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•Mechanical Digestion (mouth, stomach)
•Chemical Digestion (mouth, stomach, intestines)
•Absorption (intestines)
•Assimilation (at each cell in the body)
Sphincters divide the alimentary canal
Into separate compartments.
Cardiac sphincter
Pyloric sphincter
Ileocecal sphincter
Anal sphinters
1. Saliva:
Mucous - lubricates food, easier to swallow.
Amylase – initiates hydrolysis of starch
Lysozyme – bacteriostatic enzyme
2. Mastication:
3. Epiglottis: cartilage flap that covers the top of the larynx
Muscular tube that propels food to stomach using peristalsis
B – Esophagus
D – Cardiac Sphincter
(esophageal reflux)
F – Stomach
Muscular, mechanical digestion,
also produces bacteriostatic acid,
and digestive enzymes
H – Pyloric Sphincter
(controls flow of food into duodenum)
Internal Structure of Stomach
Chief Cells Secrete
Digestive Enzymes
Parietal Cells Secrete
Hydrochloric Acid
Pepsinogen – Most Important of
the Stomach Enzymes
When first secreted, pepsinogen is inactive.
When pepsinogen is exposed to HCl, it reacts and converts to Pepsin.
Pepsin is the active form of the enzyme. It is a protease.
Intrinsic Factor
Produced by parietal cells. Essential for absorption of vitamin B12 in the
Control of Gastric Secretions
1. Smell, sight or taste of
food stimulates the
vagus nerve to stimulate
the stomach.
2. Increased motility and
increased gastric
3. Increased release of a
hormone called gastrin.
4. Gastrin stimulates the
stomach to produce
even more secretions.
Peptic Ulcer: a sore in the mucosal lining of the stomach.
90% caused by a bacterial infection.
Liver, Gall Bladder and Exocrine Pancreas
Liver produces bile. The bile is stored in the gall bladder, and is delivered to the
duodenum by the bile duct.
Exocrine portion of the pancreas produces digestive enzymes that are carried
to the duodenum by the pancreatic duct.
Pancreatic Enzymes
• Amylase: hydrolyzes starch to maltose
• Protease: hydrolyzes proteins to peptides and
amino acids
• Lipase: hydrolyzes triglycerides (fats and oils)
to fatty acids and glycerol
• Nucleotidases: hydrolyzes DNA and RNA to
form nucleotides
Digestion at Duodenum
Role of gastric motility
Role of Bile
Role of pancreatic enzymes
Chemical changes in duodenum
(decreased pH)
Control of Pancreas and Gall
For Absorption to
occur, chemically
digested nutrients must
move through the wall
of the intestine and enter
the blood circulation
or the lymph (lacteal).
The inner wall of the
intestinal lumen is folded
to form villi. Each villus
has blood capillaries and
lymph vessels.
Mesentery has blood and
lymph supply
Lymph vessel (lacteal)
Blood capillaries
Serosa (serous membrane)
- outermost layer
(blood vessels, lymph
and nerves)
(mucous membrane)
Cells with microvilli
and goblet cells
(smooth muscle layer)
Absorption of Lipids
1. In the duodenum, lipids mix with
Bile, become emulsified and
forms “micelles.”
2. Micelles are taken up
by endocytosis and
moved through the
mucosal cell.
3. While in the mucosal
cell proteins are added
to the micelle to make
them more soluble.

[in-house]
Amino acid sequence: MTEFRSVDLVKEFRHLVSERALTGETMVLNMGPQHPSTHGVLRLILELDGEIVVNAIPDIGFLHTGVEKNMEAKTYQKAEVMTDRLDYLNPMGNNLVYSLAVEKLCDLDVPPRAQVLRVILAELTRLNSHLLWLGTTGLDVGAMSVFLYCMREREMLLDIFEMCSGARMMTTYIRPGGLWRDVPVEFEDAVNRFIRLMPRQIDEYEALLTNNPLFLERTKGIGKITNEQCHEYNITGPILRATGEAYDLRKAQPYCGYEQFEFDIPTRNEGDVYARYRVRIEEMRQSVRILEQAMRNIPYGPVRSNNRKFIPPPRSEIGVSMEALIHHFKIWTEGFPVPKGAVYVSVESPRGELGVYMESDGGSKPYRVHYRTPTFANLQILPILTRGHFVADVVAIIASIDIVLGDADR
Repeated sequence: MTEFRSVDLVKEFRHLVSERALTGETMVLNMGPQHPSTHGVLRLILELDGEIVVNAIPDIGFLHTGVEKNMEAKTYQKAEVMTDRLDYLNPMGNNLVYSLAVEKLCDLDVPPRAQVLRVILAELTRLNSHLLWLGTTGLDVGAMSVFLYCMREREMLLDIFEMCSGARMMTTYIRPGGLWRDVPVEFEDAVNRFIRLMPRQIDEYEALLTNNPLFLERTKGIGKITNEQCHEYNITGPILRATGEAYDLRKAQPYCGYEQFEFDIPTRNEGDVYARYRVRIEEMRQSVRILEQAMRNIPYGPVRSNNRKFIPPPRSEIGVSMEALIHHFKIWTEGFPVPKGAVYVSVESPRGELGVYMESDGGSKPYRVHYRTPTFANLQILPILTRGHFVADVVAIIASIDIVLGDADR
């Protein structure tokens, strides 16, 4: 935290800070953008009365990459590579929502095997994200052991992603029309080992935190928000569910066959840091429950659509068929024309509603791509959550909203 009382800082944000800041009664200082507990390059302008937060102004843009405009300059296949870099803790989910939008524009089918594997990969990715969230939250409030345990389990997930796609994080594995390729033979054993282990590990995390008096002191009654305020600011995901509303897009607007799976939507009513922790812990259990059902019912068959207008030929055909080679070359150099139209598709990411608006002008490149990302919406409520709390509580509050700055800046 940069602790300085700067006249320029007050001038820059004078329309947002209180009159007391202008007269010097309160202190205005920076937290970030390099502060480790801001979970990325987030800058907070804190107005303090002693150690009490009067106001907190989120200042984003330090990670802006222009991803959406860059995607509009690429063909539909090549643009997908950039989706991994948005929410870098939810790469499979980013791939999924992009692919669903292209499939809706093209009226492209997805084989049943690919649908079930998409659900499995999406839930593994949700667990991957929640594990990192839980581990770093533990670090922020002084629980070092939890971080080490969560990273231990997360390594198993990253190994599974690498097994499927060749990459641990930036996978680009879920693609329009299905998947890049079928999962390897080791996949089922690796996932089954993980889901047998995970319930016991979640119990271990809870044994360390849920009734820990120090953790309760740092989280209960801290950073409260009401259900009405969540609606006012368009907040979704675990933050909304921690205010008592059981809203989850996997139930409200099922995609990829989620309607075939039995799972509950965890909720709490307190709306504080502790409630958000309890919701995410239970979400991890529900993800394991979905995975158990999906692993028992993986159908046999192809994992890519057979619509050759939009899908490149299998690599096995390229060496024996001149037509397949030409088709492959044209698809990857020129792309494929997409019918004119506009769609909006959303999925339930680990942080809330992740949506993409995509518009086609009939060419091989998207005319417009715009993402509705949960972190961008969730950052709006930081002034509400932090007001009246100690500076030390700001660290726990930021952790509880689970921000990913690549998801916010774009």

4. The new mixture of bile,
lipids and protein is called a
5. The chylomicron enters
the lymph and is carried away.
8. Chlymycra are
carried in the blood
to the liver where the
liver converts them
into HDL’s and LDL’s
that are returned to
the blood.
7. Lymph vessels empty into
the blood circulation at the
subclavian vein.
6. Chylomicra pass through
lymph nodes and are
carried up the torso to the
lymph duct.
HDL’s and LDL’s
• Lipoproteins
- formed by the liver from chylomicra
- contain both lipids and proteins
• High Density Lipoproteins - “Good Cholesterol”
- contain more protein
- more soluble in water
- tend to remove fatty deposits from blood vessels.
• Low Density Lipoproteins – “Bad Cholesterol”
- contain less protein, more lipid
- tend to add fatty deposits to walls of blood vessels
Sugar, Nucleotide and Amino Acid Absorption
Active transport
processes move
these nutrients
through the mucosal
cells and into the
Sugars, amino acids and
nucleotides move into the
mesentery and are carried
to the liver via the hepatic
portal vessel.
Liver may store nutrients.
Liver may remove toxins.
The Amazing Liver
Stores and Releases Glucose
Produces bile
Stores Lipids and Converts Chylomicra
to HDL’s and LDL’s
Removes toxins from blood
Produces blood proteins
The Large Intestine
The ileum is the last segment of the small intestine. It joins the large intestine at
the ileocecal sphincter (valve). Below the junction is a small pouch called the
cecum, and hanging from that is the appendix. The appendix is believed to be a
vestigial organ because some animals have a very large, functional cecum.
Digestive Tract of the Pig
In the pig the cecum houses micro-organisms that are essential
for the digestion of cellulose (plant fibers). Humans can not digest plant
Large Intestine Function
• Each day a typical person swallows about two
liters of liquid.
• The salivary glands, stomach, pancreas, gall
bladder, and intestines add another 6-7 liters
of liquid per day.
• The large intestines reabsorb that liquid, form
a more compact feces, and reabsorb salt.
• In diarrhea, bacteria have infected the large
intestine and it is no longer able to reabsorb
fluids - risk of dehydration.
• Rectum: stores feces
• Anal Sphincters: control defecation